Q: I feel called to become an ordained minister in the Anglican Church, but I worry that being a single, full time father might disqualify me from following this path. What should I do?
I have had quite a lot to do with ordaining people and I’ve seen how God seems to work on different timescales.
To some people he seems to say, right from day one, “This is what you’re going to be and do.” In my case, it was as early as seven or eight years old. More normally, however, it seems to happen later in life: in your teens or even into your 50s or 60s.
There’s no one-size-fits-all. I think it’s a matter of serving in the place where you are growing within the life of the people of God. For some people, as they do this, they learn to pray with others about this form of ministry and it shapes them.
There might be some things that disqualify you from ordination if, in your past, there is any open and unhealed scandal. I’ve tragically had to deal with some people who have done things which made it more or less impossible for them ever to be credible. They couldn’t stand up in front of the congregation and lead them in worship because people would think, “Oh my goodness…what did they do?”
At the same time, we do believe in forgiveness and fresh starts. That is what the parable of the prodigal son is all about. This includes people who’ve made dire mistakes, and who, if everything they’d ever done was to be displayed in public, would hang their head in shame (as pretty much all of us would, if we are honest!).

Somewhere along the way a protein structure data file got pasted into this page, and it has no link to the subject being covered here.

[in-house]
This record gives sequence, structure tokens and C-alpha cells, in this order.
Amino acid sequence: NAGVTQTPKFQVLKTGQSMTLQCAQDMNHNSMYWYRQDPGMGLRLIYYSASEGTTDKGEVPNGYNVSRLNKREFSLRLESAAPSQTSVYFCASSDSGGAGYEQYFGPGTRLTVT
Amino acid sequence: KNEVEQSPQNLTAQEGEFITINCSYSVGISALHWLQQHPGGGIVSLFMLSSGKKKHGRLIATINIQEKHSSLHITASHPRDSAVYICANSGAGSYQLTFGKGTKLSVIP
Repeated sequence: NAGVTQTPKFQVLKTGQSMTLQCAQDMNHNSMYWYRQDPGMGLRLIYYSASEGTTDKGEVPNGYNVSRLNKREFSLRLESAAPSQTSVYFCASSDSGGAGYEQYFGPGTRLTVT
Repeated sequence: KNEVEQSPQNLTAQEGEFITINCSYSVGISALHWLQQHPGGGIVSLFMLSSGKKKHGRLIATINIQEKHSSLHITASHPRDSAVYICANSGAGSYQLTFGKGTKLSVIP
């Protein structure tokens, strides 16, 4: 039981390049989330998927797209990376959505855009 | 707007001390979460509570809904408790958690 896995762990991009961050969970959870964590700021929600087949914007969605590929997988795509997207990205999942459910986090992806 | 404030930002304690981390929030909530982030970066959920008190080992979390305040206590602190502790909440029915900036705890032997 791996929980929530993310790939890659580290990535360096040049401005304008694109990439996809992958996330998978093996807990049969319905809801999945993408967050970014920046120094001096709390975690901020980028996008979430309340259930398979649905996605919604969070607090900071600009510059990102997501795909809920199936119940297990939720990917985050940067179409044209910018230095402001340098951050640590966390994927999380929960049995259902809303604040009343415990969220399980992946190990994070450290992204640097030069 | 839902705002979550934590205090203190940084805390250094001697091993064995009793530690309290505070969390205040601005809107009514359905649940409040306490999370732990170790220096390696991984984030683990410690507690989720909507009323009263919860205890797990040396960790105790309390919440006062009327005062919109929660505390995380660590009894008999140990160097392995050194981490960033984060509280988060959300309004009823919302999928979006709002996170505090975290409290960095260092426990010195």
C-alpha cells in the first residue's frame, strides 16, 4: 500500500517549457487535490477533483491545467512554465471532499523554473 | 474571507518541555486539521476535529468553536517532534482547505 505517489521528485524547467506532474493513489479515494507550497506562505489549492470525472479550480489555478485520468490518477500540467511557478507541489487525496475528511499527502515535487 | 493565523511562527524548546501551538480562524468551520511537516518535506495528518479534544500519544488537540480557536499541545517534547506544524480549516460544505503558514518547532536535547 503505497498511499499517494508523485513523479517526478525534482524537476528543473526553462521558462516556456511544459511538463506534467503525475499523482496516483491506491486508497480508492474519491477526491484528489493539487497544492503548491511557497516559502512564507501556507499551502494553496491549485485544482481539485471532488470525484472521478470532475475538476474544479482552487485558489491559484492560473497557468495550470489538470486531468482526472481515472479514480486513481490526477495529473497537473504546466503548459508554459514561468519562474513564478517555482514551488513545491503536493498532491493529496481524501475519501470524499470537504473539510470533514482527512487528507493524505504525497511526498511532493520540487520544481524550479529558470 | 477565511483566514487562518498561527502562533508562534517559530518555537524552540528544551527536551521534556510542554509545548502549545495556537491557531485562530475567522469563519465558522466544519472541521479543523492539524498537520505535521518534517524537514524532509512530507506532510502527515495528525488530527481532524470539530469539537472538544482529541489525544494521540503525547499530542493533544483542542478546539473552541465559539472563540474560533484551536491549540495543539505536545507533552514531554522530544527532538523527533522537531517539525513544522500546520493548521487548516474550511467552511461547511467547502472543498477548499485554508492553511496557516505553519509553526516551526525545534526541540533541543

But there are some specific things where it’s too much and their ministry may not be viable. This is because it has to be received by the people they are serving. If in the congregation, for good or ill, there are a lot of people saying, “Oh, but didn’t they do such-and-such,” it may then be a matter of the bishop saying, “Yes, he did, and he has repented and I know he is a reformed character.” This is absolutely fine in principle, but depends very much on the specifics.
When it comes to being a single parent, I know plenty of people in ministry in that situation. Some entered as single parents, some came in as married parents but their partner said “I’m off” after a year or two of ministry. Sometimes the churches then rejected them, which is cruel and, frankly, despicable, when the person is an authorised, trained, qualified person and it wasn’t their fault.
If you are feeling called in this way, there are local clergy and people in your diocese who can help to advise you on your personal circumstances, and I hope that they would be gentle, wise and clear.
There is discernment needed, and that discernment is a very delicate thing. It’s a matter of prayer, thinking it through and wrestling with it.
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